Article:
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What is the difference between permanent residency and citizenship in Australia?

Discussion in 'Australia' started by planetX, Sep 29, 2015.

  1. planetX

    planetX Member

    I know that the rules are somewhat strict for a permanent resident than a citizen of Australia. In the case of a permanent resident he need to ensure permanent visa and a valid travel authority to re-enter Australia as a permanent resident. But a citizen has automatic right to enter Australia. And quite obviously, citizen can vote in a Government election, but a permanent resident cannot.

    Can you point out any other major differences?
  2. pwarbi

    pwarbi Member

    Your OP as pretty much summed up the main differences between the two. There are people that can also attain dual citizenship but that's becoming harder and harder to apply for.

    All that means is that you stay a citizen of your own country, and still have the legal rights your entitled to now, but you are also a citizen of another country also, and are free to come and go as you please in that country aswell
    planetX likes this.
  3. vinaya

    vinaya Member

    Permanent residency means you are a tax payer (thus you have rights to work as much as you can) and you also have voting rights (your existence is accepted by the country law). In order to have permanent residency status in Australia , you don't have to abandon your country's citizenship. However, in order to have citizenship of Australia, you will have to give up your citizenship in your home country. Citizenship in Australia means you are the true citizen of Australia.
    planetX likes this.
  4. planetX

    planetX Member

    I have never heard of this dual citizenship. That means you can be a citizen of two nations at the same time, right? Yes, then that might be difficult to attain. Australia has been a dream place for many for education, tourism and work. I have seen too many Asians opting this country as their first preference.
  5. pwarbi

    pwarbi Member

    Dual citizenship is hard to get and you have to apply and be accepted. To be accepted you have to have special circumstances, for example the easiest person I can think of is the boxer paulie malignaggi. He's a US citizen but all his family are Italian. He was conceived in Italy but the family moved over to the US and he was born there.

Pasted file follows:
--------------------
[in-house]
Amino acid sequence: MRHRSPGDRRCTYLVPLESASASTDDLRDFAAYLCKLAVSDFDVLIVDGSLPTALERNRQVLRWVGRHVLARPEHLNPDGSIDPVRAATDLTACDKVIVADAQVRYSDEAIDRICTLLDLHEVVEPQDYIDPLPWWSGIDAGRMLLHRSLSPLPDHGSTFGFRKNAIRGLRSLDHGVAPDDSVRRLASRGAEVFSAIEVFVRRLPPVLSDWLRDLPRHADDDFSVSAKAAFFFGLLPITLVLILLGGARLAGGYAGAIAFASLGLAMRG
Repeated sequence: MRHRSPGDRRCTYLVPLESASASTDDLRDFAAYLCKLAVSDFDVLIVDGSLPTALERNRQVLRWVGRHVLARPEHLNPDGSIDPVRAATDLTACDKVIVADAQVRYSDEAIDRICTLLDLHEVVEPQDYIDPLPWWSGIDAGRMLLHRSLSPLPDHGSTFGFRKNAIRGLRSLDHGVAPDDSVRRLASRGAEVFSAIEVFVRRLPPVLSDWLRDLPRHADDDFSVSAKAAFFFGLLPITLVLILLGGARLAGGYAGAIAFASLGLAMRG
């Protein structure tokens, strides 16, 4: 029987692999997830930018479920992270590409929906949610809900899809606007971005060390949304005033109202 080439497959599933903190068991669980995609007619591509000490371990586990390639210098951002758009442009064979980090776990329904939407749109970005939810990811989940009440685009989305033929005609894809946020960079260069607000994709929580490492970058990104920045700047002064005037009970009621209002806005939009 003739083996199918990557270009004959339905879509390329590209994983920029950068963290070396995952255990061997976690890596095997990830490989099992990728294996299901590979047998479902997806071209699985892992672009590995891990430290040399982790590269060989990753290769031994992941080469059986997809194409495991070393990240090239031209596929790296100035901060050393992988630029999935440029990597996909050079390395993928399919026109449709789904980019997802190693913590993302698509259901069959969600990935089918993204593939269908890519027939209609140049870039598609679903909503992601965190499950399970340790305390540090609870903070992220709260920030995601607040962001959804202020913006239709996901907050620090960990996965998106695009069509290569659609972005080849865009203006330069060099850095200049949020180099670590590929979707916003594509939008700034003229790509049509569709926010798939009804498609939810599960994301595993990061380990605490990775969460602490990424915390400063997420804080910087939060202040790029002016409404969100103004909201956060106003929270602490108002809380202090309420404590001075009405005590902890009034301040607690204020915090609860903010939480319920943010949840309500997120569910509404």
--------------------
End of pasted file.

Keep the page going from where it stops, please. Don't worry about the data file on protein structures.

He had to apply to be an Italian citizen and because of his unique circumstances, got accepted so he's now got dual citizenship, US and Italy.
  6. Coco

    Coco Active Member

    Okay... Here's how we can differentiate the two. First let's start with a temporary visa and a permanent visa. A temporary visa allows you to live in Australia for a limited or restricted amount of time. A permanent visa allows you to live in Australia for up to five years.

    You can apply for a permanent residence only if you are granted for a permanent visa. Once you're granted with a permanent residency, you can stay in Australia forever and there isn't anyone going to stop you. But remember, once your permanent visa expires, you would need to reapply for it. When that visa ends, you can get a Resident Return Visa, leave the country and return to it.

    Citizenship is something that can be obtained by people who already has permanent residency. But it's not mandatory to get it, you can remain a permanent resident and not be a citizen, that's okay. But you can also become a citizen once you have obtained all necessary requirements. When you become a citizen, your visa and residency ceases to exist, meaning there will be no more expiry dates to them.

    Permanent residents are:
    • Required to stay most of the time in Australia. So out of the five year permanent visa years, you need to stay in Australia for at least three years.
    • Not eligible for certain government or security occupations.
    • Not able to vote.
    • Eligible for deportation.
    • Not eligible for some loans and funds.
    And of course, citizens are of the opposite of these cases.